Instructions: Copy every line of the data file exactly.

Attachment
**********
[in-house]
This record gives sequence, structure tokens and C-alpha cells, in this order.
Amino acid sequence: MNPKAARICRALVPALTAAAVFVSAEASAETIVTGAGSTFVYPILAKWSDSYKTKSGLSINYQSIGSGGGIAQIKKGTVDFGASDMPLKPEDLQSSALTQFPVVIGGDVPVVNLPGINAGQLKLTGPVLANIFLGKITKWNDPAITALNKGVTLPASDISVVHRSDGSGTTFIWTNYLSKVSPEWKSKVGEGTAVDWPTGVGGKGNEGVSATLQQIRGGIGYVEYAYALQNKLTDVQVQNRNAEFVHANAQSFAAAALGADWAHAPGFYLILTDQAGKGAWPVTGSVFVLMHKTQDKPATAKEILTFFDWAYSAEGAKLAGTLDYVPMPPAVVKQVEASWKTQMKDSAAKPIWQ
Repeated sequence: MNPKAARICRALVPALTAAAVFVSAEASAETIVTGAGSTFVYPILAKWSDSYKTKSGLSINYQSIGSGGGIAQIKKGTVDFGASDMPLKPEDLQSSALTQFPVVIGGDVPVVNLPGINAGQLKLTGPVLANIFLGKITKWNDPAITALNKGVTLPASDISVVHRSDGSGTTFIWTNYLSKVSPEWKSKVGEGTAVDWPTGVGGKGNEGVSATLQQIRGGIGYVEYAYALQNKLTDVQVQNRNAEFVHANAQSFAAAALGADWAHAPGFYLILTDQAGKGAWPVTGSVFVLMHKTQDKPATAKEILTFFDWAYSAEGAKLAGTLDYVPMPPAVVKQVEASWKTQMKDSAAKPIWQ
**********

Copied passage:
[in-house]
This record gives sequence, structure tokens and C-alpha cells, in this order.
Amino acid sequence: MNPKAARICRALVPALTAAAVFVSAEASAETIVTGAGSTFVYPILAKWSDSYKTKSGLSINYQSIGSGGGIAQIKKGTVDFGASDMPLKPEDLQSSALTQFPVVIGGDVPVVNLPGINAGQLKLTGPVLANIFLGKITKWNDPAITALNKGVTLPASDISVVHRSDGSGTTFIWTNYLSKVSPEWKSKVGEGTAVDWPTGVGGKGNEGVSATLQQIRGGIGYVEYAYALQNKLTDVQVQNRNAEFVHANAQSFAAAALGADWAHAPGFYLILTDQAGKGAWPVTGSVFVLMHKTQDKPATAKEILTFFDWAYSAEGAKLAGTLDYVPMPPAVVKQVEASWKTQMKDSAAKPIWQ
Repeated sequence: MNPKAARICRALVPALTAAAVFVSAEASAETIVTGAGSTFVYPILAKWSDSYKTKSGLSINYQSIGSGGGIAQIKKGTVDFGASDMPLKPEDLQSSALTQFPVVIGGDVPVVNLPGINAGQLKLTGPVLANIFLGKITKWNDPAITALNKGVTLPASDISVVHRSDGSGTTFIWTNYLSKVSPEWKSKVGEGTAVDWPTGVGGKGNEGVSATLQQIRGGIGYVEYAYALQNKLTDVQVQNRNAEFVHANAQSFAAAALGADWAHAPGFYLILTDQAGKGAWPVTGSVFVLMHKTQDKPATAKEILTFFDWAYSAEGAKLAGTLDYVPMPPAVVKQVEASWKTQMKDSAAKPIWQ